Stash Enhancement March 08 2017

We are now well underway on the wool festival season, so it seems like a good time to talk a bit about how to keep our stashes well-curated and (sort of) under control.

There is a continuum among yarn crafters as to the level of stash that they are comfortable holding, ranging from only buying yarn for the next project when the previous project is finished to Stash Amassed Beyond Life Expectancy (SABLE). Most of us lie somewhere in between these two extremes, but lots of people talk/worry/feel guilty about their stash.

The goal of this blog post is to share some tips on how to have a guilt-free stash, of whatever size best suits you, and how to get the most out of the yarns you have. After all, you must have bought them for a reason, right?

Step 1: Stash Assessment

One of the biggest problems I run into when thinking about my stash is that I don’t know exactly what’s in there! So the first key step to thoughtful stash enhancement is to take a bit of time to look through everything and make sure you know what’s there.

Go through your stash (I try to do this once a year, usually over the winter holidays) and take a close look at everything. This is a great opportunity to make sure that no little critters have found their way into your precious skeins, and also to take stock: that skein of gorgeous teal laceweight that you’ve had for five years – are you really every going to knit it? What about those wildly variegated skeins of sock yarn that you couldn’t walk away from, but you know you’ll never use? This is a chance to do some stash pruning, and find a new home for those yarns that you know you’ll never use. Some of these can be put up for sale, some can be donated to the charity shop or other yarn-taking organisations like Knit for Peace. Before you know it, you’ll have a nice pile of things to clear out, and a stash that has a bit of breathing room for upcoming purchases.

Find a way that works for you to keep track of your stash that you can refer back to and identify what you’ve already got without having to unpack everything again. I like to keep track of my stash on Ravelry but am very bad about keeping it updated and current – you may find a different method that works well for you. It may also work better for you just to keep a list of gaps in your stash that you might like to fill. However you do it, having a method for knowing what you’ve got in your stash and what you need at any given time is key!

Step 2: Prioritise Future Projects

The next step after sorting through your stash but before being overwhelmed by yarn fumes at your next show is to think a bit about upcoming projects. What are you aching to start – a new jumper? A glorious lace shawl? A mini-skein project? Make a list of your to-do projects and prioritise them so you have a clear vision of what’s going to be next on your needles or hook.

Then go back to your stash (either in person or via your record keeping system): do you have anything that will already work for any of those projects? If so, you are golden! Get started right away, or put the yarn aside with the pattern and tools so as soon as you are ready to start, you have everything together in one place.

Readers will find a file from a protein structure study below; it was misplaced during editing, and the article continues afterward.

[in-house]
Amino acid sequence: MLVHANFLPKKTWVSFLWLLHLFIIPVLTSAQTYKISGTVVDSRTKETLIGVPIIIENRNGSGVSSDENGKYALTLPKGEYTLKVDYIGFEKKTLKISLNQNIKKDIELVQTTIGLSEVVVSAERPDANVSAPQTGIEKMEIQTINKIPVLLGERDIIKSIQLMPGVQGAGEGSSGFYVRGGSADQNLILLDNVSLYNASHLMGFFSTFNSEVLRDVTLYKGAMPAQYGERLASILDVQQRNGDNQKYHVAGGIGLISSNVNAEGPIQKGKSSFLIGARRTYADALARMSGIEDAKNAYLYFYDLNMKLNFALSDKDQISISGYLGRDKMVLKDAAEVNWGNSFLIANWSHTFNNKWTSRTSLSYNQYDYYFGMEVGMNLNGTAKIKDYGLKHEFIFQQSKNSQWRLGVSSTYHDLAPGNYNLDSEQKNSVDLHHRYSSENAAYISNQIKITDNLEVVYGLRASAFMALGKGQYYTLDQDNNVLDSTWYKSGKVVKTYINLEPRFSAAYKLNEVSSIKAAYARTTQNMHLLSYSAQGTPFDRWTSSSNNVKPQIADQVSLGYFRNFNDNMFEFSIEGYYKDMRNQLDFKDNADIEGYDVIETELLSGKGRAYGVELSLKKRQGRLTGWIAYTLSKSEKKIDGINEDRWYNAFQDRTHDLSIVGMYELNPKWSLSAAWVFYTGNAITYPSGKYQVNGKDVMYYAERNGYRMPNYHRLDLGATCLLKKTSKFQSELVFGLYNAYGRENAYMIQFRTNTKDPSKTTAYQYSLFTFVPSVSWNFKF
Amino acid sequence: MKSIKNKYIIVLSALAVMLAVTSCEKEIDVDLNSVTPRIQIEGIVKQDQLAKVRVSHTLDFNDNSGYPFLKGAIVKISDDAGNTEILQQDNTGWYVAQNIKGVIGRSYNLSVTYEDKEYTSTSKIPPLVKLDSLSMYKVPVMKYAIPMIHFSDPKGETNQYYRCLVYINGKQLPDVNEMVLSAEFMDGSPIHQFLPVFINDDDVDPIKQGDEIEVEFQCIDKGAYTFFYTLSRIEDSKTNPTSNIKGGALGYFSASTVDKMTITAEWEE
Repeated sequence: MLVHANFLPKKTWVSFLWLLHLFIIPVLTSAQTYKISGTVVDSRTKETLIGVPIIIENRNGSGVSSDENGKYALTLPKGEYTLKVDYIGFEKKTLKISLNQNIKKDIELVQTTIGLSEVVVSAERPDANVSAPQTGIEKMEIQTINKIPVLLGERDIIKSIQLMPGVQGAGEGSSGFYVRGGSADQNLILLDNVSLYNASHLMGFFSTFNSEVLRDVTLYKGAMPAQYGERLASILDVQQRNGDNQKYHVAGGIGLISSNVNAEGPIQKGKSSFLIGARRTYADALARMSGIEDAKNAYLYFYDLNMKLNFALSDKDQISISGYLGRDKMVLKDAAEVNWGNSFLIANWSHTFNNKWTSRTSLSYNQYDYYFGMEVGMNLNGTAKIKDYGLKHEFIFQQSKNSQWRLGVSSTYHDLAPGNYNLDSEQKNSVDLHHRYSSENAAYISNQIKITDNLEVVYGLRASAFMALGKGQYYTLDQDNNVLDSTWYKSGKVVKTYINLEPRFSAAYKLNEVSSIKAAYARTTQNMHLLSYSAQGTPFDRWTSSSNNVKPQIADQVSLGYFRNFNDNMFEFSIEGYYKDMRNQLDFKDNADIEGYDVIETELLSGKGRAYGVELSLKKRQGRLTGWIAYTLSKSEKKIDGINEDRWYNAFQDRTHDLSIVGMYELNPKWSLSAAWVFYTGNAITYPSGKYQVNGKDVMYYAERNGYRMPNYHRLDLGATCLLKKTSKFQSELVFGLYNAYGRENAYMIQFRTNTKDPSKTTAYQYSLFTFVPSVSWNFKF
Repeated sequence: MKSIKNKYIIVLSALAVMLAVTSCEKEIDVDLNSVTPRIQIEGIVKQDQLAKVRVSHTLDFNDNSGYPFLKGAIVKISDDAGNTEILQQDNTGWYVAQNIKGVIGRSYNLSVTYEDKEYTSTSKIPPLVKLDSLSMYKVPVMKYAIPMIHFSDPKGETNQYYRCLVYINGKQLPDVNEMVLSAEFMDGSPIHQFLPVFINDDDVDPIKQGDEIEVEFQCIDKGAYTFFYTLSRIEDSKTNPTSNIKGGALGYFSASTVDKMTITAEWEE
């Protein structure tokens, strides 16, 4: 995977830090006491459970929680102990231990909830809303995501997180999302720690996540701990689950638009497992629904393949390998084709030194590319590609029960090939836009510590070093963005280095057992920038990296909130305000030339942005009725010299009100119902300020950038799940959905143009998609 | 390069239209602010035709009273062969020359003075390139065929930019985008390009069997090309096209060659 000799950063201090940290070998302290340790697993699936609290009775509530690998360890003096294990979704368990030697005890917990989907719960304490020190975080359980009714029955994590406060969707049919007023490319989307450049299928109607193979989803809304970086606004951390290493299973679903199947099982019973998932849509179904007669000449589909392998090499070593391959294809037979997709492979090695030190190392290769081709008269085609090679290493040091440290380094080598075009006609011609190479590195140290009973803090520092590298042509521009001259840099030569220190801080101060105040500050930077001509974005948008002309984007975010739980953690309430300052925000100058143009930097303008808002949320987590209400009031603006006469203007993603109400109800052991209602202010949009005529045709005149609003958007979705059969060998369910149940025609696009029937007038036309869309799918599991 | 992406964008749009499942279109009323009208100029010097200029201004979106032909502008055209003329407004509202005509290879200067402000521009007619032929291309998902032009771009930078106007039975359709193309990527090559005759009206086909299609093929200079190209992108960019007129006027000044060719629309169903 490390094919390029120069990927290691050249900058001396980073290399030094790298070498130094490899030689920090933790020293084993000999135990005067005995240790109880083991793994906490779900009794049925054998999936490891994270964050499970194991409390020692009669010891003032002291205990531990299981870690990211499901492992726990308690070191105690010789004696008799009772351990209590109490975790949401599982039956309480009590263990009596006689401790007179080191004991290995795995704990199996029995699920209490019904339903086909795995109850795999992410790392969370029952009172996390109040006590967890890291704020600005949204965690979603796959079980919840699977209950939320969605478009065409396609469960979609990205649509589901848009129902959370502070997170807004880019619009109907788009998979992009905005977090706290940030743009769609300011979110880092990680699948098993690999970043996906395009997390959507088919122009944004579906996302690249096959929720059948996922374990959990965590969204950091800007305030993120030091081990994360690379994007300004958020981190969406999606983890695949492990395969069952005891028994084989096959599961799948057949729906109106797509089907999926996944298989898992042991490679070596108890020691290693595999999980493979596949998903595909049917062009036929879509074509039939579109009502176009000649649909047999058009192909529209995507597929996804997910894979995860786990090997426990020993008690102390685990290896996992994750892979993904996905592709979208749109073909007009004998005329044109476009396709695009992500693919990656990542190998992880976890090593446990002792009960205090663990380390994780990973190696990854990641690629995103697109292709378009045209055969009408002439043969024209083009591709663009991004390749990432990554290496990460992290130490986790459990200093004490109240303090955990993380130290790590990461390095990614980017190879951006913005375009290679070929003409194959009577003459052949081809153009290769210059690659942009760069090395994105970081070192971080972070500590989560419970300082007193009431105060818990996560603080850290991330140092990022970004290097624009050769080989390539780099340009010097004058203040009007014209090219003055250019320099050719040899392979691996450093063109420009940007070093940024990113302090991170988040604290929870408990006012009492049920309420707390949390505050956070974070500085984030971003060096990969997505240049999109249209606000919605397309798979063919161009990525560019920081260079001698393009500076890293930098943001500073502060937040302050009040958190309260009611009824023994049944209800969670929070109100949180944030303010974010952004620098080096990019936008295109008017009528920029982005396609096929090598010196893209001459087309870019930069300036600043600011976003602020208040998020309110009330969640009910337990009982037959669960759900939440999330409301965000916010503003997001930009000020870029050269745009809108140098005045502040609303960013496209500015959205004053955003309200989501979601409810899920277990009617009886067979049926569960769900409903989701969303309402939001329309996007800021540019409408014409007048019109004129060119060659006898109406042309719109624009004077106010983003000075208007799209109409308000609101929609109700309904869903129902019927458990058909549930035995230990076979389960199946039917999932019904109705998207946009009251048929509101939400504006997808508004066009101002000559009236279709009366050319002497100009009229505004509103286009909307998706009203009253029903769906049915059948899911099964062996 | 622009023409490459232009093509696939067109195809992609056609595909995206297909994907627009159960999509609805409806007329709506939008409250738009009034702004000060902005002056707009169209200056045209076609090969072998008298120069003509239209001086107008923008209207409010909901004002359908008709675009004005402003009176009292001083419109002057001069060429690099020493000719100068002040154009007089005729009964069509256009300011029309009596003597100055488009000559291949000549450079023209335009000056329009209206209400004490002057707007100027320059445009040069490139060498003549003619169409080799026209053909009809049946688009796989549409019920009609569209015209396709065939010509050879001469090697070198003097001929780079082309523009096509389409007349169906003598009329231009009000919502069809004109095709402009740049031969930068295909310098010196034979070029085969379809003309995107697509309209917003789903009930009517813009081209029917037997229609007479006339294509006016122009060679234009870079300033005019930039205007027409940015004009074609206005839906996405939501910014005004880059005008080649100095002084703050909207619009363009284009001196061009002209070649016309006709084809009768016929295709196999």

If there’s a project you have on your list and you don’t have any suitable yarn in the stash, that yarn can go on a new list – the shopping list. Make sure you note down any key characteristics needed: weight, yardage needed, particular fibre content you want to match, and maybe a few notes about the project.

Another good tactic for using your stash is identify if you have any yarns that might work for part of a project – for example, a skein of 4-ply that would be great as the main colour for a shawl that uses mini-skeins. Then you can put the mini-skeins on your shopping list, knowing that you’ve already got the rest of the shawl in stash.

Step 3: The Shopping

Now comes everyone’s favourite part: yarn shopping. Whether you are going to your LYS or to a festival, there’s always the danger of being overcome by all the inspiration, so here are a few tips that may help.

  • Take a look at the LYS website or the show website and see what’s available. If there’s a particular vendor at a show that has a yarn on your list, make sure you know where they are so you can find them easily.
  • Remember to take your shopping list, maybe with purchases prioritized
  • Stick to your list (this is the hardest one!)
  • At a show: if sticking to your list is going to be tough, set aside a set amount of money that you can splurge with on things you just can’t walk away from. When it’s gone, it’s gone.
  • Only take cash and leave the credit cards at home.

More generally – really think about what you’re buying. You don’t have to have a specific project in mind, but now that you know you already have five skeins of blue and purple 4-ply yarn in a box at home, it will be that much easier to put that lovely skein that’s calling to you back on the shelf.

The bottom line is this: take a bit of time to sort through what you’ve already got on hand and get rid of yarns that aren’t calling to you any more. Armed with a better knowledge of your existing stash, you can then go out and fill in the gaps that you’ve identified for upcoming projects.

-Rachel aka PorpoiseFur